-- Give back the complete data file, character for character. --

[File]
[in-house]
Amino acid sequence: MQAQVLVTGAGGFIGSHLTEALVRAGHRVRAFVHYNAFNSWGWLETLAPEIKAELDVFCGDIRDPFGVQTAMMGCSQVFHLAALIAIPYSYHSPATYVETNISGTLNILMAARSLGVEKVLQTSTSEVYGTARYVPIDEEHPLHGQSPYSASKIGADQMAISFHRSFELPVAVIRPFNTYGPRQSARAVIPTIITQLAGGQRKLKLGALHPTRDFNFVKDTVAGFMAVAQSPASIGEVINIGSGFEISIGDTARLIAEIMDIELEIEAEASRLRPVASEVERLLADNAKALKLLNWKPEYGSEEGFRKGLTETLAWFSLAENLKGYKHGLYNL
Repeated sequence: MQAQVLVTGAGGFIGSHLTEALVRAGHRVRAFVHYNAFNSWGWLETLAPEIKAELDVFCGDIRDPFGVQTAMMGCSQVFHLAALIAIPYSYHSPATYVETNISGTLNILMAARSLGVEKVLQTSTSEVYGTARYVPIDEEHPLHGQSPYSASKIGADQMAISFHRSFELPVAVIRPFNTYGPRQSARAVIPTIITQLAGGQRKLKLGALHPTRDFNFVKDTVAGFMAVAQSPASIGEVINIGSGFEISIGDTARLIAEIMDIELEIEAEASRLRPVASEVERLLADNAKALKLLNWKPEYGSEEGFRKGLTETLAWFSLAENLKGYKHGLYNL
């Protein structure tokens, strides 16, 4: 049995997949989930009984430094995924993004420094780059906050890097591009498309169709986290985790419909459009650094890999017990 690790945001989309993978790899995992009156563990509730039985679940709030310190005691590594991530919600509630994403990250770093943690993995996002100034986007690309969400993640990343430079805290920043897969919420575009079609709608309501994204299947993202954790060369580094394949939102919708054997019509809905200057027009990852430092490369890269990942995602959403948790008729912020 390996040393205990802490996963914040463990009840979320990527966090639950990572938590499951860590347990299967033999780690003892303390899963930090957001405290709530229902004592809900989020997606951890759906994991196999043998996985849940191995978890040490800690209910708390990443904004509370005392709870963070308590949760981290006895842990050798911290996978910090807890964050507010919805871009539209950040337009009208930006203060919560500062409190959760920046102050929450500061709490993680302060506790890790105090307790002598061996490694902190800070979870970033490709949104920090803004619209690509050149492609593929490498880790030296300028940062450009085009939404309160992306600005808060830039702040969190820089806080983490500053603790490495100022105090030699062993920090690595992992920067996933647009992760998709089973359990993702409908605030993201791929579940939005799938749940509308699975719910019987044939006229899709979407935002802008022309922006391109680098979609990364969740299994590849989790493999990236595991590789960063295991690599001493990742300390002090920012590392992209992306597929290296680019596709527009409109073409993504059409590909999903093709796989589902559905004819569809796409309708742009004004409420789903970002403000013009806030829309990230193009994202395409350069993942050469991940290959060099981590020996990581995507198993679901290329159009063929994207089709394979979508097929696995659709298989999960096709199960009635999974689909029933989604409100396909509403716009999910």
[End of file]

[in-house]
Amino acid sequence: MQAQVLVTGAGGFIGSHLTEALVRAGHRVRAFVHYNAFNSWGWLETLAPEIKAELDVFCGDIRDPFGVQTAMMGCSQVFHLAALIAIPYSYHSPATYVETNISGTLNILMAARSLGVEKVLQTSTSEVYGTARYVPIDEEHPLHGQSPYSASKIGADQMAISFHRSFELPVAVIRPFNTYGPRQSARAVIPTIITQLAGGQRKLKLGALHPTRDFNFVKDTVAGFMAVAQSPASIGEVINIGSGFEISIGDTARLIAEIMDIELEIEAEASRLRPVASEVERLLADNAKALKLLNWKPEYGSEEGFRKGLTETLAWFSLAENLKGYKHGLYNL
Repeated sequence: MQAQVLVTGAGGFIGSHLTEALVRAGHRVRAFVHYNAFNSWGWLETLAPEIKAELDVFCGDIRDPFGVQTAMMGCSQVFHLAALIAIPYSYHSPATYVETNISGTLNILMAARSLGVEKVLQTSTSEVYGTARYVPIDEEHPLHGQSPYSASKIGADQMAISFHRSFELPVAVIRPFNTYGPRQSARAVIPTIITQLAGGQRKLKLGALHPTRDFNFVKDTVAGFMAVAQSPASIGEVINIGSGFEISIGDTARLIAEIMDIELEIEAEASRLRPVASEVERLLADNAKALKLLNWKPEYGSEEGFRKGLTETLAWFSLAENLKGYKHGLYNL
């Protein structure tokens, strides 16, 4: 049995997949989930009984430094995924993004420094780059906050890097591009498309169709986290985790419909459009650094890999017990 690790945001989309993978790899995992009156563990509730039985679940709030310190005691590594991530919600509630994403990250770093943690993995996002100034986007690309969400993640990343430079805290920043897969919420575009079609709608309501994204299947993202954790060369580094394949939102919708054997019509809905200057027009990852430092490369890269990942995602959403948790008729912020 390996040393205990802490996963914040463990009840979320990527966090639950990572938590499951860590347990299967033999780690003892303390899963930090957001405290709530229902004592809900989020997606951890759906994991196999043998996985849940191995978890040490800690209910708390990443904004509370005392709870963070308590949760981290006895842990050798911290996978910090807890964050507010919805871009539209950040337009009208930006203060919560500062409190959760920046102050929450500061709490993680302060506790890790105090307790002598061996490694902190800070979870970033490709949104920090803004619209690509050149492609593929490498880790030296300028940062450009085009939404309160992306600005808060830039702040969190820089806080983490500053603790490495100022105090030699062993920090690595992992920067996933647009992760998709089973359990993702409908605030993201791929579940939005799938749940509308699975719910019987044939006229899709979407935002802008022309922006391109680098979609990364969740299994590849989790493999990236595991590789960063295991690599001493990742300390002090920012590392992209992306597929290296680019596709527009409109073409993504059409590909999903093709796989589902559905004819569809796409309708742009004004409420789903970002403000013009806030829309990230193009994202395409350069993942050469991940290959060099981590020996990581995507198993679901290329159009063929994207089709394979979508097929696995659709298989999960096709199960009635999974689909029933989604409100396909509403716009999910």